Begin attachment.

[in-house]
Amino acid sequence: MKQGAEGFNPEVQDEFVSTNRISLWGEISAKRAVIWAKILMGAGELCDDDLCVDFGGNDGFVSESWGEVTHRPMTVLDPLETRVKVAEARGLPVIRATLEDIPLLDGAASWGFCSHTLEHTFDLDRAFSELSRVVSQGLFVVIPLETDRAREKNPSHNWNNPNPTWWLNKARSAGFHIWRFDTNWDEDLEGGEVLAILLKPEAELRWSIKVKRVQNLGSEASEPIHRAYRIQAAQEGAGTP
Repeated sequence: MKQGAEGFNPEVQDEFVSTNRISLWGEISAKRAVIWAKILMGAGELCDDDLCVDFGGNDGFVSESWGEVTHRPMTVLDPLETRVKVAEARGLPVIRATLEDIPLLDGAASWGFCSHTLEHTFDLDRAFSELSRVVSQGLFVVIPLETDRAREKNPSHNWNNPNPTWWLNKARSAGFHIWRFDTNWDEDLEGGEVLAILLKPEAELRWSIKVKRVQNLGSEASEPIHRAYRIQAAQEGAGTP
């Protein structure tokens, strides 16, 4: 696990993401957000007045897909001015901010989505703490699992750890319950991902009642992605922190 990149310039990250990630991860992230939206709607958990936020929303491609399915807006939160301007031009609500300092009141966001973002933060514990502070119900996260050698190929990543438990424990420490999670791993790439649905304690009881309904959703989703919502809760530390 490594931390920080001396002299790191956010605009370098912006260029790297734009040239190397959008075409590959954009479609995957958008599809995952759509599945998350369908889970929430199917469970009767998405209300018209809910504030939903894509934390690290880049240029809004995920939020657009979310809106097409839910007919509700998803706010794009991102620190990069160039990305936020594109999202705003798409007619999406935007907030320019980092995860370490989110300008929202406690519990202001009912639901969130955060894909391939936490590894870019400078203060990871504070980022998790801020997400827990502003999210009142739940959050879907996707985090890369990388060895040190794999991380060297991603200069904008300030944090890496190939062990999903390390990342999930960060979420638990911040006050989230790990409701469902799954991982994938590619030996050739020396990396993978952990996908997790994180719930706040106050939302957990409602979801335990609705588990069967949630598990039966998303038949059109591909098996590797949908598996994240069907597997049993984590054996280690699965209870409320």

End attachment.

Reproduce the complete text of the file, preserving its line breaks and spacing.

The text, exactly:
[in-house]
Amino acid sequence: MKQGAEGFNPEVQDEFVSTNRISLWGEISAKRAVIWAKILMGAGELCDDDLCVDFGGNDGFVSESWGEVTHRPMTVLDPLETRVKVAEARGLPVIRATLEDIPLLDGAASWGFCSHTLEHTFDLDRAFSELSRVVSQGLFVVIPLETDRAREKNPSHNWNNPNPTWWLNKARSAGFHIWRFDTNWDEDLEGGEVLAILLKPEAELRWSIKVKRVQNLGSEASEPIHRAYRIQAAQEGAGTP
Repeated sequence: MKQGAEGFNPEVQDEFVSTNRISLWGEISAKRAVIWAKILMGAGELCDDDLCVDFGGNDGFVSESWGEVTHRPMTVLDPLETRVKVAEARGLPVIRATLEDIPLLDGAASWGFCSHTLEHTFDLDRAFSELSRVVSQGLFVVIPLETDRAREKNPSHNWNNPNPTWWLNKARSAGFHIWRFDTNWDEDLEGGEVLAILLKPEAELRWSIKVKRVQNLGSEASEPIHRAYRIQAAQEGAGTP
């Protein structure tokens, strides 16, 4: 696990993401957000007045897909001015901010989505703490699992750890319950991902009642992605922190 990149310039990250990630991860992230939206709607958990936020929303491609399915807006939160301007031009609500300092009141966001973002933060514990502070119900996260050698190929990543438990424990420490999670791993790439649905304690009881309904959703989703919502809760530390 490594931390920080001396002299790191956010605009370098912006260029790297734009040239190397959008075409590959954009479609995957958008599809995952759509599945998350369908889970929430199917469970009767998405209300018209809910504030939903894509934390690290880049240029809004995920939020657009979310809106097409839910007919509700998803706010794009991102620190990069160039990305936020594109999202705003798409007619999406935007907030320019980092995860370490989110300008929202406690519990202001009912639901969130955060894909391939936490590894870019400078203060990871504070980022998790801020997400827990502003999210009142739940959050879907996707985090890369990388060895040190794999991380060297991603200069904008300030944090890496190939062990999903390390990342999930960060979420638990911040006050989230790990409701469902799954991982994938590619030996050739020396990396993978952990996908997790994180719930706040106050939302957990409602979801335990609705588990069967949630598990039966998303038949059109591909098996590797949908598996994240069907597997049993984590054996280690699965209870409320």